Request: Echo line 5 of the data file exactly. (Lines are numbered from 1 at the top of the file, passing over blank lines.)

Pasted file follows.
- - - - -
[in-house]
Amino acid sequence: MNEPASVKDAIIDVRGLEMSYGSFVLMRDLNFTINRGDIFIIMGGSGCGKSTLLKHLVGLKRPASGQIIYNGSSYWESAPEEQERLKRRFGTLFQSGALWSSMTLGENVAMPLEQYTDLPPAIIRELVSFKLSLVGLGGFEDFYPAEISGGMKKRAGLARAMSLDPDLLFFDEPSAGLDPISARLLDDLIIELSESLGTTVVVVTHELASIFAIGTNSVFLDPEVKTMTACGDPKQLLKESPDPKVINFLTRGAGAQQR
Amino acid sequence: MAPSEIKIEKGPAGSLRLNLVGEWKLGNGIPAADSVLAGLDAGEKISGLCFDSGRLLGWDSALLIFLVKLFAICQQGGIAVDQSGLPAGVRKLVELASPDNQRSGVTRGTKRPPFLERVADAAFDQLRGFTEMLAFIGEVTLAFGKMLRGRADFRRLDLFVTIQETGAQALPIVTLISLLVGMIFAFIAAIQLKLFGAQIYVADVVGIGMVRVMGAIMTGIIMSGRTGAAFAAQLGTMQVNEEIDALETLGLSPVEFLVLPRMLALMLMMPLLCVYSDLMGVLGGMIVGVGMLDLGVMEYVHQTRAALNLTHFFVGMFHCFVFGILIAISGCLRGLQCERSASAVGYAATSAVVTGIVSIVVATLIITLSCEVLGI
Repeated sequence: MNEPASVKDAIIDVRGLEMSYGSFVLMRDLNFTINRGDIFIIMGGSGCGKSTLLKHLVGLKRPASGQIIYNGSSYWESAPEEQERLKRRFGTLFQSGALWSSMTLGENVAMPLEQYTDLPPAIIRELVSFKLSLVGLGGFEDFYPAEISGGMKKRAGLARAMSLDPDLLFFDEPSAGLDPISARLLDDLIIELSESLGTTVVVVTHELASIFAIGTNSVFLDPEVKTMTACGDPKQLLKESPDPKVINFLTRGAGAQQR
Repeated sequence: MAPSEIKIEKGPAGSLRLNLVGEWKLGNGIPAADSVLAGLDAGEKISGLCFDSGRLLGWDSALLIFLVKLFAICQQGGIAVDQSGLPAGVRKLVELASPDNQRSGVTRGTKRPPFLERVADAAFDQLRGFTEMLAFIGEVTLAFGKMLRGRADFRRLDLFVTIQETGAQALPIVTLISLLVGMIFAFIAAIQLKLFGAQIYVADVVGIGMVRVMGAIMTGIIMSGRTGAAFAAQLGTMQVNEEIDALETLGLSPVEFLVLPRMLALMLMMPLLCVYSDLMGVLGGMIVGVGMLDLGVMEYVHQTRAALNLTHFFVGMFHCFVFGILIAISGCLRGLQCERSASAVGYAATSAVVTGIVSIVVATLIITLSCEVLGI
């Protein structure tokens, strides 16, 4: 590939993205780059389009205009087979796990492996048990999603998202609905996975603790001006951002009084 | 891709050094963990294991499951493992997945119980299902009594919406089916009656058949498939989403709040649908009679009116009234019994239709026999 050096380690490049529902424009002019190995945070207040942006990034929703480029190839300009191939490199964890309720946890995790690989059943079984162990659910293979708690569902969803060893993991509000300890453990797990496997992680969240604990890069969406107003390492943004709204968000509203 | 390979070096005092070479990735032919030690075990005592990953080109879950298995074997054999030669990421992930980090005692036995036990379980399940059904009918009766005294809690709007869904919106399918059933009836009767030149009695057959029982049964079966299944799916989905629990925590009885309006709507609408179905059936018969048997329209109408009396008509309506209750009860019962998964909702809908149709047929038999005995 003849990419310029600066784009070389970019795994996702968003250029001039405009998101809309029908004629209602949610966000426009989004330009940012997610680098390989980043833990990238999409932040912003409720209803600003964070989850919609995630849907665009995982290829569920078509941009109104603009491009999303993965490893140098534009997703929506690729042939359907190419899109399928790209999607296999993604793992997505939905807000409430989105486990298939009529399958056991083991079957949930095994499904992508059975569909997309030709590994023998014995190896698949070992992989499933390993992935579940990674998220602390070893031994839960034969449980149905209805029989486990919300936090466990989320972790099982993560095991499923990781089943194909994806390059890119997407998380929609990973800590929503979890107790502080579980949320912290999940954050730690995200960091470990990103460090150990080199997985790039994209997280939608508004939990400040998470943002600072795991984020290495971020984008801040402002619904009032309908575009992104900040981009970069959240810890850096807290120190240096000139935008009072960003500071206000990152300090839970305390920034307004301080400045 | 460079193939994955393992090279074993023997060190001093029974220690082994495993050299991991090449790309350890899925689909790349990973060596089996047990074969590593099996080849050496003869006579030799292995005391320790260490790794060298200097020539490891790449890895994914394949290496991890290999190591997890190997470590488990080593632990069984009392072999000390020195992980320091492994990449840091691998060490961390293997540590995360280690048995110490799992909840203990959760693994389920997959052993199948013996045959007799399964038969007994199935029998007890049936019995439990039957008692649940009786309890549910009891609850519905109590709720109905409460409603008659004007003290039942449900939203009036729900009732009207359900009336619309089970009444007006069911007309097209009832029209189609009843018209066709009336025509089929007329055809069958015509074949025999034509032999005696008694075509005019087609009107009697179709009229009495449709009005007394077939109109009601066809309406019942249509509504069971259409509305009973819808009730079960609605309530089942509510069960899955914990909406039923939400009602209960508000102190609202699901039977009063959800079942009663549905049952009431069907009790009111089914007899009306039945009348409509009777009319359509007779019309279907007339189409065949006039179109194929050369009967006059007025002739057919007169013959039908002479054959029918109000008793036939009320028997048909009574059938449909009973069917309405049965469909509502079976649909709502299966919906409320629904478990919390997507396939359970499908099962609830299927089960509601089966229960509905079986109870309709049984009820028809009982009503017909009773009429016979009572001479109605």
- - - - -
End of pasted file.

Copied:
Repeated sequence: MAPSEIKIEKGPAGSLRLNLVGEWKLGNGIPAADSVLAGLDAGEKISGLCFDSGRLLGWDSALLIFLVKLFAICQQGGIAVDQSGLPAGVRKLVELASPDNQRSGVTRGTKRPPFLERVADAAFDQLRGFTEMLAFIGEVTLAFGKMLRGRADFRRLDLFVTIQETGAQALPIVTLISLLVGMIFAFIAAIQLKLFGAQIYVADVVGIGMVRVMGAIMTGIIMSGRTGAAFAAQLGTMQVNEEIDALETLGLSPVEFLVLPRMLALMLMMPLLCVYSDLMGVLGGMIVGVGMLDLGVMEYVHQTRAALNLTHFFVGMFHCFVFGILIAISGCLRGLQCERSASAVGYAATSAVVTGIVSIVVATLIITLSCEVLGI